In the opening moments of Avi Lewis and Naomi Klein’s documentary about occupied factories in Argentina titled “The Take,” we see Klein being hectored by a rightwing TV host. If she is not for the capitalist system, then what is she *for*. This is obviously is a tough question for autonomists like Klein who resist being pinned down, but she and her partner decided to make an attempt in “The Take.” Despite their best intentions, the film poses more questions than it answers. Ultimately, the film succeeds not as a political statement but as a record of ordinary workers trying to maintain their dignity.

For non-Marxist radicals like Klein, coming up with a model means first of all rejecting the USSR or Cuba which are dismissed as verticalist nightmares at the beginning of the film. The attraction of occupied factories in Argentina is that they are exercises in direct democracy, but do not involve the messy business of government, with its distasteful cops, courts and bureaucracy, etc. Of course, if you do not evaluate such institutions through the prism of class, you will never be able to operate politically on the most basic level. In the final analysis, cops will either support factories run by workers or they will evict them. Class power is the ultimate determinant of that outcome.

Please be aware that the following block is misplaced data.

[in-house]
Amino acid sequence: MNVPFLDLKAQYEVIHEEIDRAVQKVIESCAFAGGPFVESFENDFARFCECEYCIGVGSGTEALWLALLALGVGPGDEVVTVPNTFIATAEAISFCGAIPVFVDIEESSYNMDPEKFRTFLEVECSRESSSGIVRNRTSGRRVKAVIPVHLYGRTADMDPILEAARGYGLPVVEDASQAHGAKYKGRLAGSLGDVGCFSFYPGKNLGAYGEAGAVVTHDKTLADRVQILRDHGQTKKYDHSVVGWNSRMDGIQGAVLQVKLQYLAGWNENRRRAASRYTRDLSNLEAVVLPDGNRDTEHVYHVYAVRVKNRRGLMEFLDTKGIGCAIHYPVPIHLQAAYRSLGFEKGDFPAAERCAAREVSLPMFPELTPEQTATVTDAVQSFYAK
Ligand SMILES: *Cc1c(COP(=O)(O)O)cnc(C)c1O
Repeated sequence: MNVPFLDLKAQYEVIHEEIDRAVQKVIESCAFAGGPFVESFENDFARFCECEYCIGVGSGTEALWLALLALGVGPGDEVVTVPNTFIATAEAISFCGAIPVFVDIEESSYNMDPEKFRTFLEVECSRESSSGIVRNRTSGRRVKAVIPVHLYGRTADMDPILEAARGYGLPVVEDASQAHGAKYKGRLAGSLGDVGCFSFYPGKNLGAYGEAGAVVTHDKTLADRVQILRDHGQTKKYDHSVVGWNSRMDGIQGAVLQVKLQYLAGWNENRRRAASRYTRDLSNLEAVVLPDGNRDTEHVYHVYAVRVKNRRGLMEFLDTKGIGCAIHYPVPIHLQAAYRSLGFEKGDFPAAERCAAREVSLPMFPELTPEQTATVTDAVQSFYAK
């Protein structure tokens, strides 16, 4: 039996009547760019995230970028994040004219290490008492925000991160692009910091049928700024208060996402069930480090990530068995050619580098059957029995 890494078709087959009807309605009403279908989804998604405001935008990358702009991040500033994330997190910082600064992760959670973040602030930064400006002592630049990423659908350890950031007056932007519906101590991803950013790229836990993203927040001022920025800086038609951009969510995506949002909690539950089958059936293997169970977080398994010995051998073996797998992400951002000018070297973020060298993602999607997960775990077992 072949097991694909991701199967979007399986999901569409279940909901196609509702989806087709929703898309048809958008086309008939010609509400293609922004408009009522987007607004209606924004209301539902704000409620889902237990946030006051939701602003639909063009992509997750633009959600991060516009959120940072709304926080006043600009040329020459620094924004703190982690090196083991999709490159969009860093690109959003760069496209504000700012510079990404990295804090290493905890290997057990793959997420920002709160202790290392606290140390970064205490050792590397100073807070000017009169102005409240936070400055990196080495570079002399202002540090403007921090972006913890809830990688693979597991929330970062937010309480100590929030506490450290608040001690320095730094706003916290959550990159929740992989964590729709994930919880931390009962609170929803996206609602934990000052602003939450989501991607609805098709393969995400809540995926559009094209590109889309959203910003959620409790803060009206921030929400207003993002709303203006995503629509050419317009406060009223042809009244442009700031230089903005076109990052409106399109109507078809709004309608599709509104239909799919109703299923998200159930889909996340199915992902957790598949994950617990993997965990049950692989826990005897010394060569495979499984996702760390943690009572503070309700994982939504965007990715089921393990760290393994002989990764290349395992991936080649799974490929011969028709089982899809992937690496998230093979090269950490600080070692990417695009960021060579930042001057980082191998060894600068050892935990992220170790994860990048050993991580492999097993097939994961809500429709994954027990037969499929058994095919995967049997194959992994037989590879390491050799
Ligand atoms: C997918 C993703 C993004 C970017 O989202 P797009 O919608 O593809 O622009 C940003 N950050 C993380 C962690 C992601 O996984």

The film focuses on the efforts of workers to keep three factories running on a cooperative basis: Forja San Martin, Zanon and Brukman. Although Brukman, a garment shop, has only 58 workers, it is by far the best-known of these experiments. For autonomists, it has achieved the kind of mythic proportions that the St. Petersburg Soviet has for some Marxists. (It should be mentioned that the sectarian Marxist left rallied around Brukman as well, not so much because it was a model but because it was seen as an apocalyptic struggle between society’s two main classes.)

There’s a certain cognitive dissonance at work with Moore’s treatment of cooperatives. If it is a virtual panacea for what ails American workers, it amounts to a rightwing conspiracy when it is advocated as a solution to the health care crisis by Obama’s adversaries (of course, Obama is open to the idea himself.) If you go to Moore’s website, you will find an article by Robert Reich that makes a rather effective case against health insurance cooperatives: “Don’t accept Kent Conrad’s ersatz public option masquerading as a ‘healthcare cooperative.’ Cooperatives won’t have the authority, scale, or leverage to negotiate low prices and keep private insurers honest.” The same thing applies to outfits like the Alvarado Street Bakery in California or the robotics plant in Wisconsin. They lack the power to transform the American economy, just as health insurance coops would lack the power to safeguard the health of American workers. They would be nothing but tokens in a vast system operating on the basis of profit